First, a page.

"The man of mystery": That's how I look at one of the non-goats from the 2012 Ryder Cup, Jason Dufner. I am convinced the guy does dip, but he is known for displaying next to no emotion on the golf course -- though I did notice a sign of facial expression from this stoic man during the Ryder Cup as he generally rolled over his bilingual European counterparts.
I am similar in this respect -- on most occasions, you will never be completely sure what I am thinking, though have gained a reputation on my ball team for, umm, being a seriously intense and vocal dugout member. Nonetheless, along the course of this week, I was pressed to divulge more of my specific stock-market ideas, and that struck a nerve for these simple reasons. It's not who I am, it's not what I am going to do, and frankly it's not what I am pouring my heart into every day as I attempt to teach interested investors in a 24/7 news cycle, wherever my name may sprout.
Do I have a core set of ideas? Sure -- it's the pitchman aspect that was drilled into my head on the sell side. But I would rather come to the table for a discussion with strong, coherent arguments on stocks and markets, as opposed to matters that don't live up to my high standards. I would sure hope you also have high standards here, beginning with the formulation of macroeconomic and company-specific ideas -- and right on up to the point you decide to pull the trigger, be it long or short.
Unfortunately, at this particular moment, I have taken the bait on offering an idea dump. Full blame goes to the typical build of internal intensity during earnings season prep -- and feeling the aftereffects of voluminous caffeine intake. So below, right here, you'll see the majority of the notes, simplified and edited for cohesiveness, right from my manual.
What I Hear Too Much Of
● There's uber attention on third-quarter earnings, except for the fact that financials and technology are down year over year. More focus has to be on revenue and its components -- that is, volume, prices and currency. Revenue was the negative surprise factor in the second quarter.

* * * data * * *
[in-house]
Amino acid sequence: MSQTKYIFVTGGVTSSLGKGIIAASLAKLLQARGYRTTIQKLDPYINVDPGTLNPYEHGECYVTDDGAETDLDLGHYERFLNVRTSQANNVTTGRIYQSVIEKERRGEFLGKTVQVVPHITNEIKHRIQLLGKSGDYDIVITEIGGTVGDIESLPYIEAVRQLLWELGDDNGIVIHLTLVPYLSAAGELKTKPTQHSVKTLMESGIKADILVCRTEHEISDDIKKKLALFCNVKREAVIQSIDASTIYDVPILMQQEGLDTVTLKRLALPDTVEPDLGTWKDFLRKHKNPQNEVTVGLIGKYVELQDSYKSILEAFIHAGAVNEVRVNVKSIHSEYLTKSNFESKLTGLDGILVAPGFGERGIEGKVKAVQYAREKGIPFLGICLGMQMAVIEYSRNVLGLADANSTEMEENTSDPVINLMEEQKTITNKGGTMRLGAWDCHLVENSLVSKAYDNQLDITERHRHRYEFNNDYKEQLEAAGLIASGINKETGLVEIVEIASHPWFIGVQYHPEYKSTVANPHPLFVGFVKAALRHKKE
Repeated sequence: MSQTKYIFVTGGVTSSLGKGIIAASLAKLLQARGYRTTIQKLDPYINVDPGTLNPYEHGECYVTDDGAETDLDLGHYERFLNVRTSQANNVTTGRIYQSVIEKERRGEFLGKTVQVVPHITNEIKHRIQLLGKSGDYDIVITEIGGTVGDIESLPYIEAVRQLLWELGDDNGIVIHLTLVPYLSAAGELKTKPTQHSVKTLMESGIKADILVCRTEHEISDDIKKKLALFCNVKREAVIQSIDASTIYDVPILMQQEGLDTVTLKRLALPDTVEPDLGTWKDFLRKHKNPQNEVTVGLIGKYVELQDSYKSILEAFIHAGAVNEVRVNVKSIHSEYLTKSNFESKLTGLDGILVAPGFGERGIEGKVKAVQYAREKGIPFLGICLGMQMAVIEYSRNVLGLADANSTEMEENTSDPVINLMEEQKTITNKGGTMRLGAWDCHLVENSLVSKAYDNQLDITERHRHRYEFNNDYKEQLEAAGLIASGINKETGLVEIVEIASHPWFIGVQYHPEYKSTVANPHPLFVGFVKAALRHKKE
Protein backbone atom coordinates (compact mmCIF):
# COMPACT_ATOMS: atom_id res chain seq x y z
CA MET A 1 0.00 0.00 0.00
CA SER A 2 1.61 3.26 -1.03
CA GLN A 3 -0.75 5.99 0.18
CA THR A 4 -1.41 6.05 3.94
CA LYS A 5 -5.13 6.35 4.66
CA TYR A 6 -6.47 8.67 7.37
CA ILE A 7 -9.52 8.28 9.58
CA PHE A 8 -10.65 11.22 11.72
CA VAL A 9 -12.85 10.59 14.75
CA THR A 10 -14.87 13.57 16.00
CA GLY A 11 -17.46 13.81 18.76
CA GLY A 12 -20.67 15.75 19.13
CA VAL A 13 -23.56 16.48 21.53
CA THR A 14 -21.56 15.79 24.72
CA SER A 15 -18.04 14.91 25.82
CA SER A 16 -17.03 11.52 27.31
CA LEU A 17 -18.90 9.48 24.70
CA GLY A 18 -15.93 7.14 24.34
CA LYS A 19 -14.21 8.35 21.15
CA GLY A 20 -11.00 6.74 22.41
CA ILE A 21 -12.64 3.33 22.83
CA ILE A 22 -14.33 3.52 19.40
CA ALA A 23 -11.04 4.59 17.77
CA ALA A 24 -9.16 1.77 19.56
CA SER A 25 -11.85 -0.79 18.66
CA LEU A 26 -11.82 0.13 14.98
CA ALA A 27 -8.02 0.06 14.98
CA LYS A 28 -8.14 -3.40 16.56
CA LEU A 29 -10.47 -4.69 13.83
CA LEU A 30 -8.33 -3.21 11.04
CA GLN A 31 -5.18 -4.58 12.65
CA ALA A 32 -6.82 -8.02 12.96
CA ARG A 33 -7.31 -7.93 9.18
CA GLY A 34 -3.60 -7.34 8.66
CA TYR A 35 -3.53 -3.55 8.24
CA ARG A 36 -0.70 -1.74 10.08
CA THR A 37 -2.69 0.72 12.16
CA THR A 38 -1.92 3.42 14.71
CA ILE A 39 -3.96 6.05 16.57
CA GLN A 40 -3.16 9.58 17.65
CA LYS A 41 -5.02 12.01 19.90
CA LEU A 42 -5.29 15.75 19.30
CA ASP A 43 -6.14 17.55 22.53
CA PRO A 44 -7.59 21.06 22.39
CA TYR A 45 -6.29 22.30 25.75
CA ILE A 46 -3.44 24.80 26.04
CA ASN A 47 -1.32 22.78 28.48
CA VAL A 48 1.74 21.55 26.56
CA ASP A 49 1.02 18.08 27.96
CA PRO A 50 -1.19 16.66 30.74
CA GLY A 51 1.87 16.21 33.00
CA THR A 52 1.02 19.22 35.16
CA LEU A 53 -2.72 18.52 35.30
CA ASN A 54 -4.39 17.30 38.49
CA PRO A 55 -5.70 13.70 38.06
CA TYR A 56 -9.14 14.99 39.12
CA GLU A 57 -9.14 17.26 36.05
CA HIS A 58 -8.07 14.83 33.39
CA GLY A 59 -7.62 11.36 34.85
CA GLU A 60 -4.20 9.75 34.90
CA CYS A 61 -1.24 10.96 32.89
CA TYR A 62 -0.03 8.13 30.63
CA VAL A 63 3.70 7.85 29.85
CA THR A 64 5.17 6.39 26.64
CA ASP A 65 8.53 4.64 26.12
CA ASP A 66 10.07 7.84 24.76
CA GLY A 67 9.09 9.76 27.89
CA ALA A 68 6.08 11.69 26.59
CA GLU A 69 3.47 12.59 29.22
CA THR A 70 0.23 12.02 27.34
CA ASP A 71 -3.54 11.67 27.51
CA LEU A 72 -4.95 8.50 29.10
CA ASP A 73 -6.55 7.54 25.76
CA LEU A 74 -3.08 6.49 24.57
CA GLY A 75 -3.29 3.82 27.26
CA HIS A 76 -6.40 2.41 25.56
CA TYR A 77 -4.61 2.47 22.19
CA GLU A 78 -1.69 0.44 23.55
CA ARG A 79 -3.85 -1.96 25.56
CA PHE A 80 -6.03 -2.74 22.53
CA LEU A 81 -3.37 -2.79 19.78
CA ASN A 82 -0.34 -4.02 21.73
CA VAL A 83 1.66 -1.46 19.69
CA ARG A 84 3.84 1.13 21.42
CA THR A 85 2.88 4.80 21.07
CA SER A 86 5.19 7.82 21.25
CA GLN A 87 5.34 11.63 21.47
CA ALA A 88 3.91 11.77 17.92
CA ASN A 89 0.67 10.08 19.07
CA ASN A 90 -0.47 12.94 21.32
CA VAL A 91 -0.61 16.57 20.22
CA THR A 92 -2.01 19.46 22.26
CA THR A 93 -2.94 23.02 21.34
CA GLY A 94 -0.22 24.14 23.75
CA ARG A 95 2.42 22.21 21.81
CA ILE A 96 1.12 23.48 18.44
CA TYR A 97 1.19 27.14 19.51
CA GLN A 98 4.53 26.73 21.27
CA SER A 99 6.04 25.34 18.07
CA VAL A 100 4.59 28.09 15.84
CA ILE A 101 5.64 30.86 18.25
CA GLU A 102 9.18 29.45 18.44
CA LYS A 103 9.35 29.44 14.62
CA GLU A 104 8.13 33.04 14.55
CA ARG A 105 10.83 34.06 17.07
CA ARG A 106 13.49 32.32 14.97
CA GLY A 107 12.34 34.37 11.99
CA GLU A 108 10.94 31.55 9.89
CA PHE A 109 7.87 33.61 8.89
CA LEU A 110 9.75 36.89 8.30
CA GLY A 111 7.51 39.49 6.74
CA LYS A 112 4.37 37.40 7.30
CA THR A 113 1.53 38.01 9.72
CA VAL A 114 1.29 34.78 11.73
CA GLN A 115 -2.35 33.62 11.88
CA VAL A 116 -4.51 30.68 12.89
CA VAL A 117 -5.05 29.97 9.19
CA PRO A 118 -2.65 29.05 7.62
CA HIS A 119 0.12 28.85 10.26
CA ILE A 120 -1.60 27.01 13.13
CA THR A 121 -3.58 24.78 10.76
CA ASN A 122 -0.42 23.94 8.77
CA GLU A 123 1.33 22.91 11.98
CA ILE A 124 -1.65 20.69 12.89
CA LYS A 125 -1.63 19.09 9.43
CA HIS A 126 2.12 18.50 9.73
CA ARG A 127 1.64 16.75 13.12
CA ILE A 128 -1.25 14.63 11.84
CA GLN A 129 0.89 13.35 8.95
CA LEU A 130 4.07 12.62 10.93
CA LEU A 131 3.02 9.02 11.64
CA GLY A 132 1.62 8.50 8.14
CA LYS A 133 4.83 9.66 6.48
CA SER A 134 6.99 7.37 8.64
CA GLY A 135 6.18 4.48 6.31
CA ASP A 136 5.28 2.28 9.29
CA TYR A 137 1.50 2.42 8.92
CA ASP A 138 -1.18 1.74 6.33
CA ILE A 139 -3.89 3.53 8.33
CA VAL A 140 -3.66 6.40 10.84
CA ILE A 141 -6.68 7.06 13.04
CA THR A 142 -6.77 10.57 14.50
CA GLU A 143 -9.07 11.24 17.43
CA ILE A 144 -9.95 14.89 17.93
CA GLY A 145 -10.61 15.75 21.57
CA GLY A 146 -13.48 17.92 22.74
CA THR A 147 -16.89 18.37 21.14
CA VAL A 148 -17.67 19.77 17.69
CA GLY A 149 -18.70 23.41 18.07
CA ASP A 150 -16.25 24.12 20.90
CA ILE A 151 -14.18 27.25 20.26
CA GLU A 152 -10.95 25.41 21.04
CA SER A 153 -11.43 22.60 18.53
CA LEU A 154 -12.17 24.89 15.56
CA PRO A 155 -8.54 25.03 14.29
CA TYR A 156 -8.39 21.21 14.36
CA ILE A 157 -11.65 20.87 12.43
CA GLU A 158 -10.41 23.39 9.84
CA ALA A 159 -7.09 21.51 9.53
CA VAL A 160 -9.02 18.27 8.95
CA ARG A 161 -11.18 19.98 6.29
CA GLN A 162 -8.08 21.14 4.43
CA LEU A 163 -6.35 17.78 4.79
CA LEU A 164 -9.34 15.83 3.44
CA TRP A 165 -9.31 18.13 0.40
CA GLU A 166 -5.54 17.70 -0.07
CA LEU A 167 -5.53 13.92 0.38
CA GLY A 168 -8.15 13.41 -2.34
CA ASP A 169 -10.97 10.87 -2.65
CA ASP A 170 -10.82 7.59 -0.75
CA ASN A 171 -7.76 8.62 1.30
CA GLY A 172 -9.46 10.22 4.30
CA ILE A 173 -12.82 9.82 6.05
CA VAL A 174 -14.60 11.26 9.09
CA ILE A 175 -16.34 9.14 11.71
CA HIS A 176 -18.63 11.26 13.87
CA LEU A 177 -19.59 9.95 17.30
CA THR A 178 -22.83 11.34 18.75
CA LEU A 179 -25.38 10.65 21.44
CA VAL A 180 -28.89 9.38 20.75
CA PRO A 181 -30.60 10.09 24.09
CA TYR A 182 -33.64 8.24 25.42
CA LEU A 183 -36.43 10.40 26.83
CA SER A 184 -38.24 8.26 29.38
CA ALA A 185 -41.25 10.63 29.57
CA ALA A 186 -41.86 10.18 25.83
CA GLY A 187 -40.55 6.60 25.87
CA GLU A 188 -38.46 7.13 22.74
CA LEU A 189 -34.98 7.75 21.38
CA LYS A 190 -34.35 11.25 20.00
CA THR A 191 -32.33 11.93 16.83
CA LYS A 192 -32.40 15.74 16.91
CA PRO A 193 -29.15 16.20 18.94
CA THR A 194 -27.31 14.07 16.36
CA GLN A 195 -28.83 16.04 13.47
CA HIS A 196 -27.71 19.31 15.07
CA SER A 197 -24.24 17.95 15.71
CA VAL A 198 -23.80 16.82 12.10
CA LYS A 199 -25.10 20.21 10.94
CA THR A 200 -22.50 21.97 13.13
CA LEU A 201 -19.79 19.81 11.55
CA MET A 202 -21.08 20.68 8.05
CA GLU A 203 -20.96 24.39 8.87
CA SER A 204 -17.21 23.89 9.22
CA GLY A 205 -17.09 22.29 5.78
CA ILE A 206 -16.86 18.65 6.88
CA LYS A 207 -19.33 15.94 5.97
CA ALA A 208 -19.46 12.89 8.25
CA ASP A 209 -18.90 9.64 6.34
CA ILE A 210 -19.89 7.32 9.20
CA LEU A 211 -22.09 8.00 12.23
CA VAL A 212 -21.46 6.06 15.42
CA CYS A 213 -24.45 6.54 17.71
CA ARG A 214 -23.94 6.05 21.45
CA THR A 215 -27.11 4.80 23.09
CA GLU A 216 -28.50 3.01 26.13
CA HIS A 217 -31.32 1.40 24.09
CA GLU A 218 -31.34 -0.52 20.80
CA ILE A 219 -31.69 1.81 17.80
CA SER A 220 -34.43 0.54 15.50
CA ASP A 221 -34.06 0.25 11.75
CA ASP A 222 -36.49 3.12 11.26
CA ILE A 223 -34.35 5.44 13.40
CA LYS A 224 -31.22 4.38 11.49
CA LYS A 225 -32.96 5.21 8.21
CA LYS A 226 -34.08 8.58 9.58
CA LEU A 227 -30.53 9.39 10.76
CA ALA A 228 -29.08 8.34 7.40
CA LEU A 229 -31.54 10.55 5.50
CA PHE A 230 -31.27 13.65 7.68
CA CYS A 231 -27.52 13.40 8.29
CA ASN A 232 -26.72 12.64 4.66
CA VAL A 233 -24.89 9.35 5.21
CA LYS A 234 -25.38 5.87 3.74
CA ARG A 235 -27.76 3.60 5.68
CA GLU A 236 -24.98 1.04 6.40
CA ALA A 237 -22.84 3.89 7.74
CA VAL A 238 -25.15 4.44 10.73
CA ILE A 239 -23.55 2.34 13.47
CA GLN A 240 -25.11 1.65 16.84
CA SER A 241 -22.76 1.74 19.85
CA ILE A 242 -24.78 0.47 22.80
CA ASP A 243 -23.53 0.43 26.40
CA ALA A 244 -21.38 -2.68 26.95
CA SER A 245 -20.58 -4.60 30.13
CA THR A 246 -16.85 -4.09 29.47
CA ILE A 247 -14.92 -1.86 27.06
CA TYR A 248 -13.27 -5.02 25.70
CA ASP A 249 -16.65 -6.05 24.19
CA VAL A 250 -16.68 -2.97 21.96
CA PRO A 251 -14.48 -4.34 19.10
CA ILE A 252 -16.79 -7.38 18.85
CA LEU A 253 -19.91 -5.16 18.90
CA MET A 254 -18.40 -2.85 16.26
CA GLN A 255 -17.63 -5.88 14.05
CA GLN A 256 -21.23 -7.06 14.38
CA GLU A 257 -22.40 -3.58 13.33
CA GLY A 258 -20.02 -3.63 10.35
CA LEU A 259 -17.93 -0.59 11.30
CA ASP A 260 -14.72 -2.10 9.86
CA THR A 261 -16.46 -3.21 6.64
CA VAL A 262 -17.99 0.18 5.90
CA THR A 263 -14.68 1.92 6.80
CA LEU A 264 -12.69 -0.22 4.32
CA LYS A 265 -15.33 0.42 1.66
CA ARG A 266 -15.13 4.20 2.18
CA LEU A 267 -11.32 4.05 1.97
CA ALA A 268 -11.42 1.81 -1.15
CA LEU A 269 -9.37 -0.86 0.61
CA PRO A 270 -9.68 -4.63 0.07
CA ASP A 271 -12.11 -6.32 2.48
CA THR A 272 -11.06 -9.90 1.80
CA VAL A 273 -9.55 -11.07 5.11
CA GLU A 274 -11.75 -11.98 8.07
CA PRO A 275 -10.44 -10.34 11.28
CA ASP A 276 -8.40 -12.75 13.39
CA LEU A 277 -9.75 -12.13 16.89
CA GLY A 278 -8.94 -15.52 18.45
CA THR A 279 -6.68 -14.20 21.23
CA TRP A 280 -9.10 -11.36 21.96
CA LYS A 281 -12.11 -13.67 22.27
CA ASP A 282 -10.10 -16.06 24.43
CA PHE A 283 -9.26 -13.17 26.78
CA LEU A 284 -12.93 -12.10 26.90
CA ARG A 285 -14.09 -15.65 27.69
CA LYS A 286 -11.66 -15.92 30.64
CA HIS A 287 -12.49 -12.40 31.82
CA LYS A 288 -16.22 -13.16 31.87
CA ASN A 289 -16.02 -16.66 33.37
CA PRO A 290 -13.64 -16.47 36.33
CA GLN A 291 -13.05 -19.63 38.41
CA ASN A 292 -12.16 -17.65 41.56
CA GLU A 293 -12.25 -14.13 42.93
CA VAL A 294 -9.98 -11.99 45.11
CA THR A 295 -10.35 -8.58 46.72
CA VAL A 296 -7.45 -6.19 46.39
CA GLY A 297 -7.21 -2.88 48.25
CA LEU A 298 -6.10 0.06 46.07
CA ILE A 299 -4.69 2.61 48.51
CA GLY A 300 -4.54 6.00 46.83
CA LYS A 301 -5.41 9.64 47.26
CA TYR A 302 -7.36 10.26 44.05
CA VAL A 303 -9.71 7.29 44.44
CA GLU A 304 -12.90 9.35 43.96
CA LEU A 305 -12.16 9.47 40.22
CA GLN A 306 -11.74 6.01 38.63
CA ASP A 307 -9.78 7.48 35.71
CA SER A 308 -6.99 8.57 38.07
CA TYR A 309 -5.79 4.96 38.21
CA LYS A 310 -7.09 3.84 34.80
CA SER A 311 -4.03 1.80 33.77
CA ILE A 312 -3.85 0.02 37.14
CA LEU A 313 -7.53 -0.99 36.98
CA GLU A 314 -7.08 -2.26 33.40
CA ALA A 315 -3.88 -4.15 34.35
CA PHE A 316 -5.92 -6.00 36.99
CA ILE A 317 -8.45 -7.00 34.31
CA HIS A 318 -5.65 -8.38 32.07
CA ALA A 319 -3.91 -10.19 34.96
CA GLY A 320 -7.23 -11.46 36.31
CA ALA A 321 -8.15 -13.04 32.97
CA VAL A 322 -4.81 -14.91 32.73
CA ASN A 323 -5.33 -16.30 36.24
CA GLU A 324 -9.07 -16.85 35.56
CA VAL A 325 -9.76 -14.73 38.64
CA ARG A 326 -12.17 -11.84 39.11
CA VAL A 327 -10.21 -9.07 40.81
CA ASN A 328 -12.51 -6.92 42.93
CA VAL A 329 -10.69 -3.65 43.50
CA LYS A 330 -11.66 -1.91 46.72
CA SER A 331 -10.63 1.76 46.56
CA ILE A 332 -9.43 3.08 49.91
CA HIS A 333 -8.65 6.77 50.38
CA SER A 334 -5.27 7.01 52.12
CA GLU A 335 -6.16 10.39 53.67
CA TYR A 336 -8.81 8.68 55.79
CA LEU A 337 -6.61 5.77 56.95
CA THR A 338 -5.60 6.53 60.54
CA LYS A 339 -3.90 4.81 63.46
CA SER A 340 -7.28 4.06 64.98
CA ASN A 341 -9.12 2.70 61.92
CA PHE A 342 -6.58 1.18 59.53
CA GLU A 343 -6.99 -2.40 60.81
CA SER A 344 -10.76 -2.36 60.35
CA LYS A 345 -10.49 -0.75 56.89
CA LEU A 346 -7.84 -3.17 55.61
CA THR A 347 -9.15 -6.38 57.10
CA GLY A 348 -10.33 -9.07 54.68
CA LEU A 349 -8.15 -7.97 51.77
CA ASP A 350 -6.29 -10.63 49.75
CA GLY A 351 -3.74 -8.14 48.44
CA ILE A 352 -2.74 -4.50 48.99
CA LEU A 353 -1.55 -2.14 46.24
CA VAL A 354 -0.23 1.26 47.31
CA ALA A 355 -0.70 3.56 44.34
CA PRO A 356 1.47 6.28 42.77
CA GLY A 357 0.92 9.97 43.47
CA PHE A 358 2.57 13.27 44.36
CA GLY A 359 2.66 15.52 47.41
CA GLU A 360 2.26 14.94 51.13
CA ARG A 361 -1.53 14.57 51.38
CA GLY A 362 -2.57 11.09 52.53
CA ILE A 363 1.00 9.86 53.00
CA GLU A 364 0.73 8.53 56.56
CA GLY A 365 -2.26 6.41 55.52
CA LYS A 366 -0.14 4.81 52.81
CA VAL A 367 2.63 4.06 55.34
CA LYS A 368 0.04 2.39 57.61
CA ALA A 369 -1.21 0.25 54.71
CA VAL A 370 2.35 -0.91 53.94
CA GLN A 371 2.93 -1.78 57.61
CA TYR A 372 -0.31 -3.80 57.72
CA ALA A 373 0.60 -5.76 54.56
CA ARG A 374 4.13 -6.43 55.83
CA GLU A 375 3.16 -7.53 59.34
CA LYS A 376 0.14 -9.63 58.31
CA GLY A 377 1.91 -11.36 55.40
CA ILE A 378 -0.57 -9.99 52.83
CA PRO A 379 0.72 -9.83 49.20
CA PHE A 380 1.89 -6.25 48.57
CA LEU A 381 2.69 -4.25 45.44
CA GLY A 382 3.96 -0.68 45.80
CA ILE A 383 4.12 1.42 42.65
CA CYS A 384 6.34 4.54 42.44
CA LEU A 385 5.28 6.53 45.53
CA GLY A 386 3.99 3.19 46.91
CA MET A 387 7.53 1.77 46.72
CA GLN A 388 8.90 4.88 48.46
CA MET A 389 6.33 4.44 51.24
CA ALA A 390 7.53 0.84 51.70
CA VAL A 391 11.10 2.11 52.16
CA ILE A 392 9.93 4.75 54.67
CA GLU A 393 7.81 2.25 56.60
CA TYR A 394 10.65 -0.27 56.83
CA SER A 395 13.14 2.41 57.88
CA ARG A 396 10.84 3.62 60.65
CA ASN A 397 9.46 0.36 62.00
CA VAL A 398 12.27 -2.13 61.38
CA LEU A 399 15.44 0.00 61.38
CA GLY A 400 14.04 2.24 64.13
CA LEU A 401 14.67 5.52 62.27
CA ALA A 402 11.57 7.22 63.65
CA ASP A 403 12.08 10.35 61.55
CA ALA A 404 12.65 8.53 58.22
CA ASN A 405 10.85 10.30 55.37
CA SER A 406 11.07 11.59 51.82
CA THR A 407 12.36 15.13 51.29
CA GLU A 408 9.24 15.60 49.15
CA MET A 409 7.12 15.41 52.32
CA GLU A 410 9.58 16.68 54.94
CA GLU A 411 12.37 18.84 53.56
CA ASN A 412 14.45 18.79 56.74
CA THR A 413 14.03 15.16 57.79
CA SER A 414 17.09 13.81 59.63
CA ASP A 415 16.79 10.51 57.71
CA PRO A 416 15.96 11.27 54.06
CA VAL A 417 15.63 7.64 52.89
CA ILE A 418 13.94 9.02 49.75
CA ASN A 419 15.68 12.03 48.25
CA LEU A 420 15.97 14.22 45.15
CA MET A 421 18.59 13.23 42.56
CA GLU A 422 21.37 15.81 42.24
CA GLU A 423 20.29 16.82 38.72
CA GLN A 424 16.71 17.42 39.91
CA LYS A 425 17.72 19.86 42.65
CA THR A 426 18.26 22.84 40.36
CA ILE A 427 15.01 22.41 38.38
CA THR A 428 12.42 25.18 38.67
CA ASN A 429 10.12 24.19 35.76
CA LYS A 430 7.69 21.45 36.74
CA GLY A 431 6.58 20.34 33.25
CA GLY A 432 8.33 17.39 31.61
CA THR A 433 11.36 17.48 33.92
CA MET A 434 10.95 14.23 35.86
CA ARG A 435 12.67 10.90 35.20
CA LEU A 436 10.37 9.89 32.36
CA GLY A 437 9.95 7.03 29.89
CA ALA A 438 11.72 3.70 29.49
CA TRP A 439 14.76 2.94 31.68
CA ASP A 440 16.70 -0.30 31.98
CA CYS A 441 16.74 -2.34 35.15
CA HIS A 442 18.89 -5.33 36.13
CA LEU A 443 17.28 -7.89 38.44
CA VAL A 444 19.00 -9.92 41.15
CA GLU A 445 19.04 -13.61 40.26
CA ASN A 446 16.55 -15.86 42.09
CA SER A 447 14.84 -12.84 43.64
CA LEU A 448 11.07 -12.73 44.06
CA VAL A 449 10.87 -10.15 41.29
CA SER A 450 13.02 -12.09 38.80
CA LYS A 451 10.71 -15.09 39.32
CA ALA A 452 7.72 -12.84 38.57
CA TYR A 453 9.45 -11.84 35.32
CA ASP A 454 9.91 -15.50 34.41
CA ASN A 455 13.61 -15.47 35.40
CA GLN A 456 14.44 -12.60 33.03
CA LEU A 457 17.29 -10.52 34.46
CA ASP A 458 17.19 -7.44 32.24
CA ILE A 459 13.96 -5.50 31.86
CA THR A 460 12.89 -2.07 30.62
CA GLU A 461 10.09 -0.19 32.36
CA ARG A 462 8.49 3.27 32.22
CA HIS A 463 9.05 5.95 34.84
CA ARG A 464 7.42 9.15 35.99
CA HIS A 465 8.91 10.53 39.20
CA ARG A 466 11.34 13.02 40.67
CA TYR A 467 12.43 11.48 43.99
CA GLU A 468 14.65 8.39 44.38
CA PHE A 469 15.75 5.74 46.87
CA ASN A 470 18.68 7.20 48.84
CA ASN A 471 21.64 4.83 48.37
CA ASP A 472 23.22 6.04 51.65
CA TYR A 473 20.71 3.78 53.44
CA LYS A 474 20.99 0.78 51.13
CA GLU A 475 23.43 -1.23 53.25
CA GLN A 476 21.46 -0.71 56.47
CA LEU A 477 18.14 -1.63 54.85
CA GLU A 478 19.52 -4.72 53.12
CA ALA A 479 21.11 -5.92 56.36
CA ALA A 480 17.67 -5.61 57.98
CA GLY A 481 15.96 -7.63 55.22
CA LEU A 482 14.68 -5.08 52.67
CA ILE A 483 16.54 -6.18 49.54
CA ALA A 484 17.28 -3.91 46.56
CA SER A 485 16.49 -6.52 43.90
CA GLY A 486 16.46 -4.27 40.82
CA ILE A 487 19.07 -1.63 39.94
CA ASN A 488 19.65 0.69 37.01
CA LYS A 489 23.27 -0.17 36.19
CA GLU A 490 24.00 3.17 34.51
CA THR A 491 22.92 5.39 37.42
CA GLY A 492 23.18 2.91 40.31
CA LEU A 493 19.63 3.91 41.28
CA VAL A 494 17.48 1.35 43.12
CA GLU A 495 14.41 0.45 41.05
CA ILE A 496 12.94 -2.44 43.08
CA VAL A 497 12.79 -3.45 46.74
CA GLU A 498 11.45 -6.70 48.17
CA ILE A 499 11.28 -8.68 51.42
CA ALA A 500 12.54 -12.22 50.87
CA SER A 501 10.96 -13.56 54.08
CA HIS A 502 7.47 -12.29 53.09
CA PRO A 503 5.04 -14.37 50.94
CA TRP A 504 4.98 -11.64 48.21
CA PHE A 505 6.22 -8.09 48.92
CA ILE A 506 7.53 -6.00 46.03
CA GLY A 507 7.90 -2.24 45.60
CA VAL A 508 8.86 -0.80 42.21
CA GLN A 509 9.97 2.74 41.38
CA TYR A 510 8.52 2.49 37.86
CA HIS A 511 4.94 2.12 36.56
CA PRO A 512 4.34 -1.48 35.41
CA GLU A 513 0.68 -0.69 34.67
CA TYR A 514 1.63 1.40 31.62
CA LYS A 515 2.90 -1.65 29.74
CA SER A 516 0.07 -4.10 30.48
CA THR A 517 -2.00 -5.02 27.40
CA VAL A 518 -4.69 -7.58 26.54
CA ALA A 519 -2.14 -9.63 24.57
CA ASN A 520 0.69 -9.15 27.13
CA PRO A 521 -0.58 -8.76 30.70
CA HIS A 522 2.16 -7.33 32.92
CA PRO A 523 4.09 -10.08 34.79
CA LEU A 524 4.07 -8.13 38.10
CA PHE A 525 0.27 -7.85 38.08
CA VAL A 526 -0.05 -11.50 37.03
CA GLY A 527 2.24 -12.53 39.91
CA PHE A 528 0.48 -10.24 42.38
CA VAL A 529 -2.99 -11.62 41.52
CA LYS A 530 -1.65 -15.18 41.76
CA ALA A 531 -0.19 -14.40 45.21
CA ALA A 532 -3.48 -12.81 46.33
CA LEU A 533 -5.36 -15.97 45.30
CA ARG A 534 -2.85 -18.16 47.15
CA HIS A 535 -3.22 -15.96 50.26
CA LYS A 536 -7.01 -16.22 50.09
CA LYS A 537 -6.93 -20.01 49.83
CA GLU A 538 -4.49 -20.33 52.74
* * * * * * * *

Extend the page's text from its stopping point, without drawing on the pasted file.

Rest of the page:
● Dry power, dry powder, dry powder: Yes, got it. One place where excess money at non-bucket shops could wind up is restaurants. Private equity loves 'em. DineEquity (DIN) has been acting interesting of late. After the restructuring of subsidiary Applebee's, this would be a pay-up to own a good chunk of Middle America quick casual dining.
● Fiscal cliff: Yup, we see you -- or do we? None of the impact, psychological (among consumers) or actual, has been priced into valuations whatsoever, as machines drive trading. That will be a problem as I run through financial statements.
● Won't China markets have to discount all of the bad news when investors return? How will that weigh on global markets?
● ADP should no longer front-run the nonfarm payrolls report to help its marketing department; the release should be the same day as that of the Labor Department. By the way, downward revisions in the latest ADP report are not good. I wonder how the revisions will look after August, when the estimate on new jobs in June and July was reduced by 41,000.
● There was strong improvement in new orders in the Institute for Supply Management nonmanufacturing index, but the employment component fell. Weird.
Dot-Connecting/Research to Conduct
● I'm seeing ugly action in suppliers to department stores Maidenform (MFB), Perry Ellis (PERY), Carter's (CRI) and Fifth & Pacific (FNP) -- especially the latter post-earnings. It'd be best to circle back on Macy's (M), which has ridden pretty high following second-quarter earnings (surprised me).
● Wells Fargo (WFC) strikes me as a name to own not only since the stock has outperformed its peers amid the mini market retrace, but as a pure way to tap in to robust refinance and mortgage demand trends. Evidence for robustness: homebuilder backlogs.
● Waiting for a Harley Davidson (HOG) earnings miss/warning.
● It's a positive indication that homebuilders bounced on the refinance data. This shows there is appetite after recent sector downgrades. Is this a near-term bottom?
● Not sold on the Best Buy (BBY) buyout. It's an eager party, for sure, but potentially one who dumps his stake as a way of preserving family wealth, instead of losing a chunk of it to the mystical powers of Amazon's (AMZN) tech department.
● American Eagle (AEO) on a drop after the dividend payout, as it's this company's holiday to lose among teen-apparel retailers.
● Hewlett Packard (HPQ) is cutting its printer units by 50% in 2013. That's welcome news to the ears of buying teams at office supplies retailers Office Depot (ODP), Staples (SPLS), and Office Max (OMX). Now, that is money saved to delay the inevitable.